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Victoria's Secret pledges to trace sources of its wood-based fabrics

Joining the ranks of fashion companies addressing human rights and deforestation, Lingerie giant Victoria's Secret known for its racy bras and thongs has pledged to trace the source of its wood-based fabrics, its parent company has said. In a new policy statement, the parent company, L Brands said it aimed to eliminate sources of wood pulp, used to make rayon, viscose and modal that contribute to rainforest destruction or violate the rights of local people.

L Brands is the latest in a growing number of US fashion companies to commit to investigate its supply chain for products from destructive regions and stop using those sources by the end of 2017, according to Rainforest Action Network (RAN). Ralph Lauren Corp, whose designs are popular on Hollywood's red carpets, adopted a similar policy earlier this month.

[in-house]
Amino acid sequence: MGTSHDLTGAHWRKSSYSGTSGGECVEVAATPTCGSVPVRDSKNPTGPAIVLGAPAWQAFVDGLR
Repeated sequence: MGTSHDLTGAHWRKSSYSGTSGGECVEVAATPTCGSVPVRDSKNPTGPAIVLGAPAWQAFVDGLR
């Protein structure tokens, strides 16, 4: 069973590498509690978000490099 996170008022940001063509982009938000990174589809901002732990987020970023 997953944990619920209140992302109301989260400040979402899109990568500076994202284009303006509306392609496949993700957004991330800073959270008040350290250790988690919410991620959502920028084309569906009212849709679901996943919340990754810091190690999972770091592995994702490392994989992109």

Production of wood pulp can involve clearing forests to build eucalyptus plantations and taking land traditionally used by indigenous communities, campaigners say. The issue is particularly acute in Indonesia, a major producer of wood pulp. The Victoria's Secret catalogue features voluptuous models clad in tiny thongs, push-up bras and cheekini panties, and its top models who appear in its popular fashion shows are known as its Angels.